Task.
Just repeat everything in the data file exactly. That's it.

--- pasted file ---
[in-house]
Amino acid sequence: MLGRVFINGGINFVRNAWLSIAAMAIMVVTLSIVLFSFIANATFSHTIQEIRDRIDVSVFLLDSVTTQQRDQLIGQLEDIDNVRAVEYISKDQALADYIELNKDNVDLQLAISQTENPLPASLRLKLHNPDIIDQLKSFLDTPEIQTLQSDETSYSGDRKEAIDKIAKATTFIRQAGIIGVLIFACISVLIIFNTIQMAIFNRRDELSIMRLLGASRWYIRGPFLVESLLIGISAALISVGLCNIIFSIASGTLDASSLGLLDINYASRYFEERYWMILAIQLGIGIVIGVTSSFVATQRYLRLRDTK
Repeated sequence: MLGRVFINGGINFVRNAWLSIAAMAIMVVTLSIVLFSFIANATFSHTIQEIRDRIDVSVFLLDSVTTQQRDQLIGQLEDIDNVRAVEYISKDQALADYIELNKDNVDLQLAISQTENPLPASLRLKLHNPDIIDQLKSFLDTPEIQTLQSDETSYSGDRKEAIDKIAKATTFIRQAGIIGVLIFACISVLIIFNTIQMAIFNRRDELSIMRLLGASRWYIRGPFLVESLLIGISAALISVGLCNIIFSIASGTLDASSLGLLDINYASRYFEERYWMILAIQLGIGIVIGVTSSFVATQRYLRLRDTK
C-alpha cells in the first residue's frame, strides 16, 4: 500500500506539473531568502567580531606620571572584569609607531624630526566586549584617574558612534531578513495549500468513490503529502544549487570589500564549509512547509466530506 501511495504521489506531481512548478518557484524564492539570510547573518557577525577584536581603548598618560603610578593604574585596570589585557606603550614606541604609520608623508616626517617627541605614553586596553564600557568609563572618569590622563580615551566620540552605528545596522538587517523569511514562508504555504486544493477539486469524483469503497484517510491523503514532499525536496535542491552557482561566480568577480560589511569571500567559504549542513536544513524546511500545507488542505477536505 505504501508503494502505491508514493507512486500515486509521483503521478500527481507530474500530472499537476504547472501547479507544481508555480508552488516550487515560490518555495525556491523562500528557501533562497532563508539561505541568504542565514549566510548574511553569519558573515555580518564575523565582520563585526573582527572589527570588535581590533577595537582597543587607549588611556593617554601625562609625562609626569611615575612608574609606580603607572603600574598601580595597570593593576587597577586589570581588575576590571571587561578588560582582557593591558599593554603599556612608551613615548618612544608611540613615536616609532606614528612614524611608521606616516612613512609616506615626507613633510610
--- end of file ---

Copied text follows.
[in-house]
Amino acid sequence: MLGRVFINGGINFVRNAWLSIAAMAIMVVTLSIVLFSFIANATFSHTIQEIRDRIDVSVFLLDSVTTQQRDQLIGQLEDIDNVRAVEYISKDQALADYIELNKDNVDLQLAISQTENPLPASLRLKLHNPDIIDQLKSFLDTPEIQTLQSDETSYSGDRKEAIDKIAKATTFIRQAGIIGVLIFACISVLIIFNTIQMAIFNRRDELSIMRLLGASRWYIRGPFLVESLLIGISAALISVGLCNIIFSIASGTLDASSLGLLDINYASRYFEERYWMILAIQLGIGIVIGVTSSFVATQRYLRLRDTK
Repeated sequence: MLGRVFINGGINFVRNAWLSIAAMAIMVVTLSIVLFSFIANATFSHTIQEIRDRIDVSVFLLDSVTTQQRDQLIGQLEDIDNVRAVEYISKDQALADYIELNKDNVDLQLAISQTENPLPASLRLKLHNPDIIDQLKSFLDTPEIQTLQSDETSYSGDRKEAIDKIAKATTFIRQAGIIGVLIFACISVLIIFNTIQMAIFNRRDELSIMRLLGASRWYIRGPFLVESLLIGISAALISVGLCNIIFSIASGTLDASSLGLLDINYASRYFEERYWMILAIQLGIGIVIGVTSSFVATQRYLRLRDTK
C-alpha cells in the first residue's frame, strides 16, 4: 500500500506539473531568502567580531606620571572584569609607531624630526566586549584617574558612534531578513495549500468513490503529502544549487570589500564549509512547509466530506 501511495504521489506531481512548478518557484524564492539570510547573518557577525577584536581603548598618560603610578593604574585596570589585557606603550614606541604609520608623508616626517617627541605614553586596553564600557568609563572618569590622563580615551566620540552605528545596522538587517523569511514562508504555504486544493477539486469524483469503497484517510491523503514532499525536496535542491552557482561566480568577480560589511569571500567559504549542513536544513524546511500545507488542505477536505 505504501508503494502505491508514493507512486500515486509521483503521478500527481507530474500530472499537476504547472501547479507544481508555480508552488516550487515560490518555495525556491523562500528557501533562497532563508539561505541568504542565514549566510548574511553569519558573515555580518564575523565582520563585526573582527572589527570588535581590533577595537582597543587607549588611556593617554601625562609625562609626569611615575612608574609606580603607572603600574598601580595597570593593576587597577586589570581588575576590571571587561578588560582582557593591558599593554603599556612608551613615548618612544608611540613615536616609532606614528612614524611608521606616516612613512609616506615626507613633510610